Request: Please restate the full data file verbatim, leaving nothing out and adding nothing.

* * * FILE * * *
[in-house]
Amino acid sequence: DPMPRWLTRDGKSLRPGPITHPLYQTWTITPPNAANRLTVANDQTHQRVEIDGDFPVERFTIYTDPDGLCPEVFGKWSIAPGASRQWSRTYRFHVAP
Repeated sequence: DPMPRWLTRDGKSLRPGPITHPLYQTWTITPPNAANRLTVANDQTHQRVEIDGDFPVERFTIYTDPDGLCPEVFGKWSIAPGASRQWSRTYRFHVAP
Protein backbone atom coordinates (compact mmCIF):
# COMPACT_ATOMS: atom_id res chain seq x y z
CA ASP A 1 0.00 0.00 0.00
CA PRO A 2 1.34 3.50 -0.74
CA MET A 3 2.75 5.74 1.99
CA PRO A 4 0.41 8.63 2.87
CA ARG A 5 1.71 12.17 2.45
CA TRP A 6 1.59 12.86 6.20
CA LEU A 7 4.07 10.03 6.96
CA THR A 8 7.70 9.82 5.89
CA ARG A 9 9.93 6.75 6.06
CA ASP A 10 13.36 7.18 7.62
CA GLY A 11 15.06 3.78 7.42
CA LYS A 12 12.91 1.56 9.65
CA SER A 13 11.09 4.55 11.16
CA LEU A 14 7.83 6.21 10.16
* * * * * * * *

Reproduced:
[in-house]
Amino acid sequence: DPMPRWLTRDGKSLRPGPITHPLYQTWTITPPNAANRLTVANDQTHQRVEIDGDFPVERFTIYTDPDGLCPEVFGKWSIAPGASRQWSRTYRFHVAP
Repeated sequence: DPMPRWLTRDGKSLRPGPITHPLYQTWTITPPNAANRLTVANDQTHQRVEIDGDFPVERFTIYTDPDGLCPEVFGKWSIAPGASRQWSRTYRFHVAP
Protein backbone atom coordinates (compact mmCIF):
# COMPACT_ATOMS: atom_id res chain seq x y z
CA ASP A 1 0.00 0.00 0.00
CA PRO A 2 1.34 3.50 -0.74
CA MET A 3 2.75 5.74 1.99
CA PRO A 4 0.41 8.63 2.87
CA ARG A 5 1.71 12.17 2.45
CA TRP A 6 1.59 12.86 6.20
CA LEU A 7 4.07 10.03 6.96
CA THR A 8 7.70 9.82 5.89
CA ARG A 9 9.93 6.75 6.06
CA ASP A 10 13.36 7.18 7.62
CA GLY A 11 15.06 3.78 7.42
CA LYS A 12 12.91 1.56 9.65
CA SER A 13 11.09 4.55 11.16
CA LEU A 14 7.83 6.21 10.16